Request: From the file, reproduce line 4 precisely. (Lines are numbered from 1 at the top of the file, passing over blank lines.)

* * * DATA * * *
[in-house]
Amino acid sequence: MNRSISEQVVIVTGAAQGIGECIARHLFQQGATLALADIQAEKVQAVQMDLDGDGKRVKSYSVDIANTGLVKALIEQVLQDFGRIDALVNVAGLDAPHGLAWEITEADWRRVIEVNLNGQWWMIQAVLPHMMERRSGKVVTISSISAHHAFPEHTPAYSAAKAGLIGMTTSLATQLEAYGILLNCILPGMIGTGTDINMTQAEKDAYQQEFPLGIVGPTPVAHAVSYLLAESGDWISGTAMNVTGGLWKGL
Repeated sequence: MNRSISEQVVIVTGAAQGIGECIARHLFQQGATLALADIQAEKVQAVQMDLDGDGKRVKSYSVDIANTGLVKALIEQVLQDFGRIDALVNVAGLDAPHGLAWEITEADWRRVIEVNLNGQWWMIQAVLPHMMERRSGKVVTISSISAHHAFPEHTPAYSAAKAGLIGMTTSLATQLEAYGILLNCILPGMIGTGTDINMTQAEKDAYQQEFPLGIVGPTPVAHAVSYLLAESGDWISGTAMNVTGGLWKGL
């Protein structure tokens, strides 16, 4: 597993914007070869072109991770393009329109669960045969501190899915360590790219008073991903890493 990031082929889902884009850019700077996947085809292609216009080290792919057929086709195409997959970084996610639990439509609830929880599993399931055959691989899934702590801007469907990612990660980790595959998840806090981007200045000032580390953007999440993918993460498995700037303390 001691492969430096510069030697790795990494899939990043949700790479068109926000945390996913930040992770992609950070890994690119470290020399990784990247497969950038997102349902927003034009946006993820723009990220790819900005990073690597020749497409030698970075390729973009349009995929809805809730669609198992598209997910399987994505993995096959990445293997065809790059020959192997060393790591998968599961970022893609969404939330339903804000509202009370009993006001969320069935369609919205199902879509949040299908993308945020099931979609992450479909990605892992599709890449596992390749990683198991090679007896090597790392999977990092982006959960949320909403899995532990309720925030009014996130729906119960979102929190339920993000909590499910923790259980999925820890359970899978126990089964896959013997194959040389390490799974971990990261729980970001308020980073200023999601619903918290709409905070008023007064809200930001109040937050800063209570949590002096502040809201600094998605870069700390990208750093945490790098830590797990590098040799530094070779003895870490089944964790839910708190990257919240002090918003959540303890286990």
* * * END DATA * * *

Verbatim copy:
């Protein structure tokens, strides 16, 4: 597993914007070869072109991770393009329109669960045969501190899915360590790219008073991903890493 990031082929889902884009850019700077996947085809292609216009080290792919057929086709195409997959970084996610639990439509609830929880599993399931055959691989899934702590801007469907990612990660980790595959998840806090981007200045000032580390953007999440993918993460498995700037303390 001691492969430096510069030697790795990494899939990043949700790479068109926000945390996913930040992770992609950070890994690119470290020399990784990247497969950038997102349902927003034009946006993820723009990220790819900005990073690597020749497409030698970075390729973009349009995929809805809730669609198992598209997910399987994505993995096959990445293997065809790059020959192997060393790591998968599961970022893609969404939330339903804000509202009370009993006001969320069935369609919205199902879509949040299908993308945020099931979609992450479909990605892992599709890449596992390749990683198991090679007896090597790392999977990092982006959960949320909403899995532990309720925030009014996130729906119960979102929190339920993000909590499910923790259980999925820890359970899978126990089964896959013997194959040389390490799974971990990261729980970001308020980073200023999601619903918290709409905070008023007064809200930001109040937050800063209570949590002096502040809201600094998605870069700390990208750093945490790098830590797990590098040799530094070779003895870490089944964790839910708190990257919240002090918003959540303890286990």